Curt was in Bernadette’s Studio City apartment on a visitation. He picked the twins up, one in each arm, and crooned, “Do you still love me? Do you like me at least? You do, don’t you? C’mon, give your daddy a kiss.” They squirmed and kicked their pajamaed legs until the babysitter came forward worriedly. She was a junior at USC, her chest in its sports bra one large seemingly unbifurcated bosom, her eyes stuck onto her face like pins. Curt put the twins on the carpet and reached out and ran his hand down her arm. Her skin was cold. He had no interest, but he was pretending.
Pretend harder, he thought. He ran his hand up her arm this time, as if a different direction would change everything.
“Bernadette told me to expect this from you,” the babysitter said.
“She doesn’t know me,” Curt said.
“She said you’re a jackal.” The babysitter addressed the twins. “That’s like a dog, sweeties.”
“Doggie!” Bruce sat back on his bottom and pointed up at Curt.
Curt had given up his peppermint schnapps with his marriage, which was a shame, because the schnapps would’ve made this moment funny and humane. He would have been filled with a swell of fellow feeling for this persnickety undergrad, who was standing in front of him as if she were the rightful caretaker of his children, and fallen a little in love with the corona of youth that she wore as casually as a headband. But he was sober and tired and constipated. He reached down and swatted Bruce’s finger away harder than he should have, and then, as his son began to cry, said, “I’m just kidding.”
The babysitter scooped up Bruce and let him bury his head in her chest.
The next morning, waking in a single bed in the basement of his mother’s house, Curt realized he had not been kidding. He had really wanted to pulverize that little finger, destroy it. It had pointed at him with the directness of innocence, and Curt was not innocent. Curt was ridiculously guilty. He stared at the cracks in the ceiling, leftovers from small earthquakes, got out of bed, went into the bathroom and plucked some nose hairs from his nostrils with a pair of tweezers. His eyes watered, and he slapped his cheeks as if dealing himself harsh handfuls of aftershave lotion. His face wore such a scrabble of contradictory emotions that he wanted to turn away.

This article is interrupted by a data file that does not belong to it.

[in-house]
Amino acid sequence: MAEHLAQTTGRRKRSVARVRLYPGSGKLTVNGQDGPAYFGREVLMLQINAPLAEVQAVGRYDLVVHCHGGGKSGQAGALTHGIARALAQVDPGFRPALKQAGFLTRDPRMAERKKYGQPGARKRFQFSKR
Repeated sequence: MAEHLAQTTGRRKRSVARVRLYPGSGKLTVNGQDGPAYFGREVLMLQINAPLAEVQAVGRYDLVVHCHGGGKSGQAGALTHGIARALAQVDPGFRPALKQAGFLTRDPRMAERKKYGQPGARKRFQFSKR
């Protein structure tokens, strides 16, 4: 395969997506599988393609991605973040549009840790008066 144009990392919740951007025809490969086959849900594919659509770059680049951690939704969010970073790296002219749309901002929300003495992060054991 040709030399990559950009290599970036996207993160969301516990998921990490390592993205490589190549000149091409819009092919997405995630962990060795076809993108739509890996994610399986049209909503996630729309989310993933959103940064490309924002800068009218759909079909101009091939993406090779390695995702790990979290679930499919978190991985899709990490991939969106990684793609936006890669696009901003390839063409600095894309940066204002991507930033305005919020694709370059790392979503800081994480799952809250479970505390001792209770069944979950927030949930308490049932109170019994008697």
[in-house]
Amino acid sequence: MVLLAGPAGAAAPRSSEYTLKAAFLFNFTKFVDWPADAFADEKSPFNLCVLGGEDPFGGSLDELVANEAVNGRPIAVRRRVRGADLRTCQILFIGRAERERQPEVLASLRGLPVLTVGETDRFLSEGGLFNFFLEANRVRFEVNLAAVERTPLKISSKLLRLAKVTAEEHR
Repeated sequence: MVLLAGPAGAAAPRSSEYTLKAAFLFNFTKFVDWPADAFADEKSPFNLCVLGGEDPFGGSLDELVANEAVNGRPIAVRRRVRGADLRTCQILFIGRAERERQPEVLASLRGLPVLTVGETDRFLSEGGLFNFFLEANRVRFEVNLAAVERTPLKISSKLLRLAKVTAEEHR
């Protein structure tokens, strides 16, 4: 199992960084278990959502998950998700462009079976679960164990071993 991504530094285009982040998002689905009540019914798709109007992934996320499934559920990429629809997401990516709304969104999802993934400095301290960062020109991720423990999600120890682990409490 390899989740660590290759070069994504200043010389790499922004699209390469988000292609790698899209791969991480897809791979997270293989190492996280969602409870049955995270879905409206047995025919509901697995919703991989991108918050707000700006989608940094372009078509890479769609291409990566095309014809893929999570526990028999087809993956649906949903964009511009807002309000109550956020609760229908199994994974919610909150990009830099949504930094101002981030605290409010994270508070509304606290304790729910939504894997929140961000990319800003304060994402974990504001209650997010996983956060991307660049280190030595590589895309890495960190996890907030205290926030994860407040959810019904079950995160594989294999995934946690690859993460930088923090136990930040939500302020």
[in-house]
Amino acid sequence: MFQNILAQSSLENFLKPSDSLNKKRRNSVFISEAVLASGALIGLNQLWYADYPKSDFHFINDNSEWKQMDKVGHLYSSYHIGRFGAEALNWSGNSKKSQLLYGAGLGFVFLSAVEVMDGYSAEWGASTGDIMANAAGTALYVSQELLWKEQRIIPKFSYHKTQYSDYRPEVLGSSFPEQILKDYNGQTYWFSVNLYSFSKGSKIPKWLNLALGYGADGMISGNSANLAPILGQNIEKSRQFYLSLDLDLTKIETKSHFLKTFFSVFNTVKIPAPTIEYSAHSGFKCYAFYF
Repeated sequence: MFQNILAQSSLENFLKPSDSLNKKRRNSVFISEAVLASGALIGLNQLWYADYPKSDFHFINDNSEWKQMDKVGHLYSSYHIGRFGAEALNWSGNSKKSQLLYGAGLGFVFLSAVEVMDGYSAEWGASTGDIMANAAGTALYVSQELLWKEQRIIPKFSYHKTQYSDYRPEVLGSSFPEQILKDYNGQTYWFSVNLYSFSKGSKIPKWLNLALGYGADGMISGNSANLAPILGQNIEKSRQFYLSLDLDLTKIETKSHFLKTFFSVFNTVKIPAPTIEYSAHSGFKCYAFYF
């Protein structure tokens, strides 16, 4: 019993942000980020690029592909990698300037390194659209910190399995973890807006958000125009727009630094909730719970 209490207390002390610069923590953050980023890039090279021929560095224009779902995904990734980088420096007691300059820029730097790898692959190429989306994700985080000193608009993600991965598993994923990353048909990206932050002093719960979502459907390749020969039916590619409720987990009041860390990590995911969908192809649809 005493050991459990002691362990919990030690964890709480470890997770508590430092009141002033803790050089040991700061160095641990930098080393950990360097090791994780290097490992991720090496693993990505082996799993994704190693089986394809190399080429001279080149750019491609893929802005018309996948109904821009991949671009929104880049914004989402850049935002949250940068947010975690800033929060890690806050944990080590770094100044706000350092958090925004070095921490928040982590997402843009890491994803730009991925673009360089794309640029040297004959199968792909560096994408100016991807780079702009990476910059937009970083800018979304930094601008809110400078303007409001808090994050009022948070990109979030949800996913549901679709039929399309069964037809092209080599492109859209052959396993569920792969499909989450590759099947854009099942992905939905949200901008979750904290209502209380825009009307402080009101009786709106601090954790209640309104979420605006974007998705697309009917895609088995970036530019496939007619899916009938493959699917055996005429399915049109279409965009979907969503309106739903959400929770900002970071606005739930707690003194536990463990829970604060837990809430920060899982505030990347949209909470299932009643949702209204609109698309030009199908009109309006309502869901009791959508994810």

That face had been on TV. That face—wincing now under the fluorescents—had delivered the Southland’s news. Curt Quick. Quick at 6:00 p.m.
It was a good show, a quality broadcast, not cheesy or homespun. It was Los Angeles, a big market. What can he say about those years? How can he explain the feeling of being as happy and as miserable as he’d ever be? Freighted with ambition, dying under it. Bernadette was an actress. She played a figure-drawing model on a show called Still Life. A cool wind came up her throat when they kissed. Her tongue was long and her legs were insured. She ate a serving of asparagus a day for its diuretic properties.
When she got pregnant, they married, and she gave birth to twins. Those first few months he carried his schnapps from room to room. The neck of the bottle kept showing up in pictures of the twins. He didn’t hit Bernadette. Apparently he jabbed her and pinched her some. Apparently he came home late with glitter in his eyebrows. To know so much about him, all the things her lawyers purportedly knew, they must’ve had bionic ears and bionic eyes. They must’ve been able to see through walls and hear his memories and taste his fear rising like mercury up his throat.
Bernadette moved out and began dating one of the show’s writers. Curt couldn’t afford anything in LA, so he bought a vacant lot thirty-five miles east in the little town in the Inland Empire where he’d grown up, in Fairmont, a no-man’s-land.
He found out that she won custody of Tyler and Bruce two minutes before airtime. Livid and weak-kneed, he began reporting a story about a class-action suit against a battery-manufacturing plant, but in his mind the phrase asshole fucking grubs kept repeating itself, meaning lawyers, his and hers and the world’s, and as the segment went to commercial break he exclaimed that same phrase—asshole fucking grubs!—into the black gumdrop head of his live microphone. The cameraman reared back as if shot through the eye.
It was not a phrase the network or the advertisers or his followers on Facebook took kindly to. Not even when he posted about the unfairness of the world and the stupid, aching race to the top and the terrible pressure on men to succeed when he just wanted to live his life with the freedom to feel, like women did. It all came down to his own mother, who made great mayonnaise-based dips but never kissed or hugged him. He could have her on the show to verify that, he could get an exclusive with her, ha-ha, but OK, seriously, he apologized for what had happened, his little outburst, he took full responsibility for it, and he did not think most lawyers were grubs at all, OK?
The next morning he was fired but not before he did penance at the desk of the network CEO. The man looked like one of those mysterious heads on Easter Island. The more heartfelt Curt’s apology, the more the CEO turned away from it, as if its sincerity proved the heinousness of the crime. Everything Curt said, everything he promised, was for naught. The show went to Curt’s underling, Alyssa Chow. Chow at 6:00 p.m. sounded, frankly, ridiculous, which was the only comfort to be had.
. . .
Read the rest of this story in the Kenyon Review Mar/Apr 2016 issue, on sale now!